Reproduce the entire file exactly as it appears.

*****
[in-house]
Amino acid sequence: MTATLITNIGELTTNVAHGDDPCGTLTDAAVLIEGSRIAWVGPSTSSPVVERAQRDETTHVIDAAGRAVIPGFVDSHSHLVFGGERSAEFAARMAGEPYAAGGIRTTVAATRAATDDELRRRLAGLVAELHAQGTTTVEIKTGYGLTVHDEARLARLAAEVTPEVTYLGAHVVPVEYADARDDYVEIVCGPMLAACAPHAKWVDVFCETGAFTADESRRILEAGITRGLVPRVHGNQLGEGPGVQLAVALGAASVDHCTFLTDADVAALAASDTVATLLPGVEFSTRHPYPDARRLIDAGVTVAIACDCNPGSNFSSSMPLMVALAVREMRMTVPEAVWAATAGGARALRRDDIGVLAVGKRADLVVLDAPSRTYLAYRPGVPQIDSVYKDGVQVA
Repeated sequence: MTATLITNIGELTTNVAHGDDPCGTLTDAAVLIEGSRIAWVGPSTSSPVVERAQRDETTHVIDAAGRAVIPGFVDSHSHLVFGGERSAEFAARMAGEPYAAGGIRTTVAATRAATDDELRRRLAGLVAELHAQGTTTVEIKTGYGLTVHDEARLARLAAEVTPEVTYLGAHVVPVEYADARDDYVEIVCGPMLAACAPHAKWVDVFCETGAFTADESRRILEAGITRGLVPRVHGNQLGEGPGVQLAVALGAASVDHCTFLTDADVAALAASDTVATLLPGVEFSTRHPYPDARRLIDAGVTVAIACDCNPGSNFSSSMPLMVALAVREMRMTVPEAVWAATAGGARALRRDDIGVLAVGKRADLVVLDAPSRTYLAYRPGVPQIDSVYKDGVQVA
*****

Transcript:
[in-house]
Amino acid sequence: MTATLITNIGELTTNVAHGDDPCGTLTDAAVLIEGSRIAWVGPSTSSPVVERAQRDETTHVIDAAGRAVIPGFVDSHSHLVFGGERSAEFAARMAGEPYAAGGIRTTVAATRAATDDELRRRLAGLVAELHAQGTTTVEIKTGYGLTVHDEARLARLAAEVTPEVTYLGAHVVPVEYADARDDYVEIVCGPMLAACAPHAKWVDVFCETGAFTADESRRILEAGITRGLVPRVHGNQLGEGPGVQLAVALGAASVDHCTFLTDADVAALAASDTVATLLPGVEFSTRHPYPDARRLIDAGVTVAIACDCNPGSNFSSSMPLMVALAVREMRMTVPEAVWAATAGGARALRRDDIGVLAVGKRADLVVLDAPSRTYLAYRPGVPQIDSVYKDGVQVA
Repeated sequence: MTATLITNIGELTTNVAHGDDPCGTLTDAAVLIEGSRIAWVGPSTSSPVVERAQRDETTHVIDAAGRAVIPGFVDSHSHLVFGGERSAEFAARMAGEPYAAGGIRTTVAATRAATDDELRRRLAGLVAELHAQGTTTVEIKTGYGLTVHDEARLARLAAEVTPEVTYLGAHVVPVEYADARDDYVEIVCGPMLAACAPHAKWVDVFCETGAFTADESRRILEAGITRGLVPRVHGNQLGEGPGVQLAVALGAASVDHCTFLTDADVAALAASDTVATLLPGVEFSTRHPYPDARRLIDAGVTVAIACDCNPGSNFSSSMPLMVALAVREMRMTVPEAVWAATAGGARALRRDDIGVLAVGKRADLVVLDAPSRTYLAYRPGVPQIDSVYKDGVQVA